Ar scáth a chéile a mhaireas na daoine.
People live in one another’s shelter.

"We eat cold eels and think distant thoughts." -- Jack Johnson
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Re: Pitch-black emptiness and Mahasi Sayadaw technique

Postby Kenshou » Tue Apr 12, 2011 8:24 pm

The point may remain, but it remains badly thought out.
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Re: Pitch-black emptiness and Mahasi Sayadaw technique

Postby Nyana » Tue Apr 12, 2011 9:34 pm

parth wrote:whatever you say to define it, you would be wrong

Nonsense. Nibbāna is explicitly and clearly defined in the canon as the elimination of passion, aggression, and delusion. SN 38.1 Nibbānapañhā Sutta:

    “‘Nibbāna, nibbāna,’ friend Sāriputta, it is said. What now is nibbāna?”

    “The elimination of passion, the elimination of aggression, the elimination of delusion: this, friend, is called nibbāna.”

And the nibbāna component with fuel remaining (saupādisesa nibbānadhātu) is defined in exactly the same terms in Itivuttaka 2.44 Nibbānadhātu Sutta:

    And what is the nibbāna component with fuel remaining? There is the case where a monk is an arahant whose outflows have ended, who has reached fulfillment, finished the task, laid down the burden, attained the true goal, ended the fetter of existence, and is liberated through right gnosis. His five sense faculties still remain and, owing to their being intact, he is cognizant of the agreeable and the disagreeable, and experiences pleasure and pain. His elimination of passion, aggression, and delusion is termed the nibbāna component with fuel remaining.

Nothing whatsoever to do with a "state" or "pitch-black emptiness."

All the best,

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Re: Pitch-black emptiness and Mahasi Sayadaw technique

Postby Kori » Wed Apr 13, 2011 8:51 am

I think that what parth meant is that Nibbana is simply indescribable even when one has attained it. You can describe in words how to get there, but describing in words the actual phenomena is futile. Therefore, "The elimination of passion, the elimination of aggression, the elimination of delusion" are words describing how one attains it, but not actual Nibbana itself.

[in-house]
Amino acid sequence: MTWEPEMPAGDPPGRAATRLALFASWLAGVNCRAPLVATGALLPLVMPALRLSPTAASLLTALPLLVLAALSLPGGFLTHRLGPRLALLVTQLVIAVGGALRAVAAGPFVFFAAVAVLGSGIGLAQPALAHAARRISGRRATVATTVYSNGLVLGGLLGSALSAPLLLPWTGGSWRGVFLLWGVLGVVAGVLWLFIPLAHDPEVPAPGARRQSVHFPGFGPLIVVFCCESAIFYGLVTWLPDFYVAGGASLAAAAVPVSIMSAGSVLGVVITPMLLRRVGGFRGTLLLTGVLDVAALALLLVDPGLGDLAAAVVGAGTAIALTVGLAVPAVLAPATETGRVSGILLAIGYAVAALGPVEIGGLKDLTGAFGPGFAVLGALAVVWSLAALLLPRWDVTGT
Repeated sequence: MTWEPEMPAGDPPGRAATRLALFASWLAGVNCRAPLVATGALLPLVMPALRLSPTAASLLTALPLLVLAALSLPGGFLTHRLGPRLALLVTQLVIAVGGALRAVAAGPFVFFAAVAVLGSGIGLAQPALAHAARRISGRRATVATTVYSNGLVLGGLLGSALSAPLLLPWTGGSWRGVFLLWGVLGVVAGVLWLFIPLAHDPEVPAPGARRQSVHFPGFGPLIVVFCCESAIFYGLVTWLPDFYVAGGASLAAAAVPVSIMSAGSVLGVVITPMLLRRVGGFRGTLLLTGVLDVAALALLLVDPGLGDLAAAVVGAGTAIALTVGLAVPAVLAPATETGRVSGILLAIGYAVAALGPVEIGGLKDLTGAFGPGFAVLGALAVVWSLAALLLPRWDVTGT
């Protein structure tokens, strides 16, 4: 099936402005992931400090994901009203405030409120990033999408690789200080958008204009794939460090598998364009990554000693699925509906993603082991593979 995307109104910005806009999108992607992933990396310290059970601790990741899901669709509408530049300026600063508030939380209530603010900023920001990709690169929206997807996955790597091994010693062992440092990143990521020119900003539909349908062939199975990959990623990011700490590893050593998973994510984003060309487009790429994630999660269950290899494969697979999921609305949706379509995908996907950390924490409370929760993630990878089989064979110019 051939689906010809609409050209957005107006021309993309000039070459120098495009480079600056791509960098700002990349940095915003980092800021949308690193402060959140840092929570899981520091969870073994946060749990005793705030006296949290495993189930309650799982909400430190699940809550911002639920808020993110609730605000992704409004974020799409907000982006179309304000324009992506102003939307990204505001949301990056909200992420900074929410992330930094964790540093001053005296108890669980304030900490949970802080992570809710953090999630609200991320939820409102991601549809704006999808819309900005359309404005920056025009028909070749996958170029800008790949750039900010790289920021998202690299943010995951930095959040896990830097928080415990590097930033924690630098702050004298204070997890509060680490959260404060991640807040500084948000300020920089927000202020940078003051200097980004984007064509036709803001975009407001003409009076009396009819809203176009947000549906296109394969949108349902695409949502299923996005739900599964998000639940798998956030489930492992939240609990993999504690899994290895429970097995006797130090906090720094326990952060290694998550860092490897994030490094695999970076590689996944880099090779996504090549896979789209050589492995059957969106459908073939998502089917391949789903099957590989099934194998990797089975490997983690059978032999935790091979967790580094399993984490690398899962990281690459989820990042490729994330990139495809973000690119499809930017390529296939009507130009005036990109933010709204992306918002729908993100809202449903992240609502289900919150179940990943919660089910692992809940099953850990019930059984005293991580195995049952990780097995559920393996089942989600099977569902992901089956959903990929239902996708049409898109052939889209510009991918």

"All that we are is the result of what we have thought: it is founded on our thoughts, it is made up of our thoughts. If a man speaks or acts with a pure thought, happiness follows him, like a shadow that never leaves him."

Dhammapada, Ch. 1, Verse 2.
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Re: Pitch-black emptiness and Mahasi Sayadaw technique

Postby Nyana » Wed Apr 13, 2011 9:45 am

Kori wrote:I think that what parth meant is that Nibbana is simply indescribable even when one has attained it. You can describe in words how to get there, but describing in words the actual phenomena is futile. Therefore, "The elimination of passion, the elimination of aggression, the elimination of delusion" are words describing how one attains it, but not actual Nibbana itself.

The way to get there is the noble eightfold path, which is to be developed. The elimination of passion, the elimination of aggression, the elimination of delusion is the fruition of the path, which is to be realized. "Nibbāna" is a figurative term relating to this elimination using the metaphor of fire and fuel. Both the path and the fruition are sufficiently defined and explained in the canonical teachings. Thus, in the context of the realization of nibbāna there's really no need for appeals to ineffability.